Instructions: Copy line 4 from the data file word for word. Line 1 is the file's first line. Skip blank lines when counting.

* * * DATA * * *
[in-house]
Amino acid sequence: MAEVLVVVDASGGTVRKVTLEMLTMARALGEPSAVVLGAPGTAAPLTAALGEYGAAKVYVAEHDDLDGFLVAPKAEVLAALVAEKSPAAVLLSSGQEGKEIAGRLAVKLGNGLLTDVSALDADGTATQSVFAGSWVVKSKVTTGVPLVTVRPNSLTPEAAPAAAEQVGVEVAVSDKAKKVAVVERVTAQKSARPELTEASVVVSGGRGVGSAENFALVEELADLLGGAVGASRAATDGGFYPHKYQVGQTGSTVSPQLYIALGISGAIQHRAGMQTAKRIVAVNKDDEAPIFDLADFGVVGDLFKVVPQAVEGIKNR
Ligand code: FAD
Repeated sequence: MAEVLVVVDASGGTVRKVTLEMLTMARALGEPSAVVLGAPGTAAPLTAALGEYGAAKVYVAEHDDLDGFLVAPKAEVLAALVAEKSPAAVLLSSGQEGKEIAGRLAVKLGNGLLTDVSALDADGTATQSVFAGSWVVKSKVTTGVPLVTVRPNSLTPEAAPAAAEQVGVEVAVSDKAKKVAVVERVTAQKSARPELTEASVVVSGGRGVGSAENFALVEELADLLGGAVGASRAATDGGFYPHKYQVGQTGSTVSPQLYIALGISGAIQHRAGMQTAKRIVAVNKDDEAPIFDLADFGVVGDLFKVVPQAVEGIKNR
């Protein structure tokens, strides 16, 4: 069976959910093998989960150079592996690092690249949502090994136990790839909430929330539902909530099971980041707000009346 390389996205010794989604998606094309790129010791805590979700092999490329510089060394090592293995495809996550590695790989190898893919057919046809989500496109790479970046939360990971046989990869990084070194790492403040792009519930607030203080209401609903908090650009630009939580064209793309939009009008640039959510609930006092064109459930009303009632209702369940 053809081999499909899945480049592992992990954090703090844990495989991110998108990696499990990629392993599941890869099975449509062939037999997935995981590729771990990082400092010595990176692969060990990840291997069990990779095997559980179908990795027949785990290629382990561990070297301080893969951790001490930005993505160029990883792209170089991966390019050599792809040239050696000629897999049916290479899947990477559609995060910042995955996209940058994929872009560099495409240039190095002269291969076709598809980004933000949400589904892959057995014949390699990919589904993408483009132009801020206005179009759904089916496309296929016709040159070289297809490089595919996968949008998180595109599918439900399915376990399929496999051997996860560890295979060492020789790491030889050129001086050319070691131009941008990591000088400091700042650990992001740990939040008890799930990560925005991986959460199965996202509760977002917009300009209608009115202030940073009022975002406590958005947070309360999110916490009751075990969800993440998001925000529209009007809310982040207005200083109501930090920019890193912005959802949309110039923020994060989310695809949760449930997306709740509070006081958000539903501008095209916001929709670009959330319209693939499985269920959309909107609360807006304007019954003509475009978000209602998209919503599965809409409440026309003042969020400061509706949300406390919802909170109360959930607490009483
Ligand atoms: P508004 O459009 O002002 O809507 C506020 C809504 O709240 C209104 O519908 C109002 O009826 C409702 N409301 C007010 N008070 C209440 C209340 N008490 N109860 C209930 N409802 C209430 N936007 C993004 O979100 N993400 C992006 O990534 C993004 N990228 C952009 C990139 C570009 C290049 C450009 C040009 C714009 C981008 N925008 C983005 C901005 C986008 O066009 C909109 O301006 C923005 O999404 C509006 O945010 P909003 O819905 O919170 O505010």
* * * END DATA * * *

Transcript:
Repeated sequence: MAEVLVVVDASGGTVRKVTLEMLTMARALGEPSAVVLGAPGTAAPLTAALGEYGAAKVYVAEHDDLDGFLVAPKAEVLAALVAEKSPAAVLLSSGQEGKEIAGRLAVKLGNGLLTDVSALDADGTATQSVFAGSWVVKSKVTTGVPLVTVRPNSLTPEAAPAAAEQVGVEVAVSDKAKKVAVVERVTAQKSARPELTEASVVVSGGRGVGSAENFALVEELADLLGGAVGASRAATDGGFYPHKYQVGQTGSTVSPQLYIALGISGAIQHRAGMQTAKRIVAVNKDDEAPIFDLADFGVVGDLFKVVPQAVEGIKNR